Students in Upper School Art Teacher Brooke Williams’ class experienced what it’s like for art to make a difference in the community, even beyond the usual aesthetic contributions of beauty and delight. They created gorgeous bowls that were donated to the St. Louis Area Foodbank, which sold them at Kiener Plaza in downtown St. Louis during the Festival of Lights on November 20. Local students, artists, and community members come together to provide one-of-a-kind pieces that go beyond enhancing their purchasers’ homes.
“It’s a project the School has been doing for a while and was unfortunately on hold for the past year due to the pandemic,” Williams said. “We talk about using art to give back to the community, and we discuss hunger and food insecurity.” The lessons clearly go far deeper than the wheel-throwing unit for ceramics students.
After the bowls are created, they are donated to the St. Louis Area Foodbank, who displays them at the Festival of Lights. Visitors can purchase these beautiful works of art, keeping them as reminders of all the empty bowls in the world. When it’s not a pandemic, a simple meal of soup and bread is served, and hunger education components are shared.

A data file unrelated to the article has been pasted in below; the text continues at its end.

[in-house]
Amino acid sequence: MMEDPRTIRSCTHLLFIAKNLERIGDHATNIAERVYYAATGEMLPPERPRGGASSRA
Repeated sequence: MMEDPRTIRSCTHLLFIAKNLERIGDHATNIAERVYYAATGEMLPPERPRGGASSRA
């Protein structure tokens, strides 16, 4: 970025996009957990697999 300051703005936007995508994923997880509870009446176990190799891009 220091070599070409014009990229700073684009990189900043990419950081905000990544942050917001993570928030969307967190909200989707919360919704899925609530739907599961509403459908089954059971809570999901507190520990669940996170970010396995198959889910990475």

“What is left after a meal?” Williams asked. “An empty bowl. Across the world, there are people who have only the empty bowl and not the meal.” Here in the Missouri-Illinois bi-state region, hunger impacts one out of every six people.
Thanks to the efforts of this wonderful initiative, the St. Louis Area Foodbank reported that they raised $1,186 during the Festival of Lights, which translates to 4,744 meals. “We can’t thank you enough for your participation, and we hope to work together again next year,” said Olivia Klockenkemper, Philanthropy Coordinator at St. Louis Area Foodbank.
Great job, artist-activists! You made a difference for many this holiday season!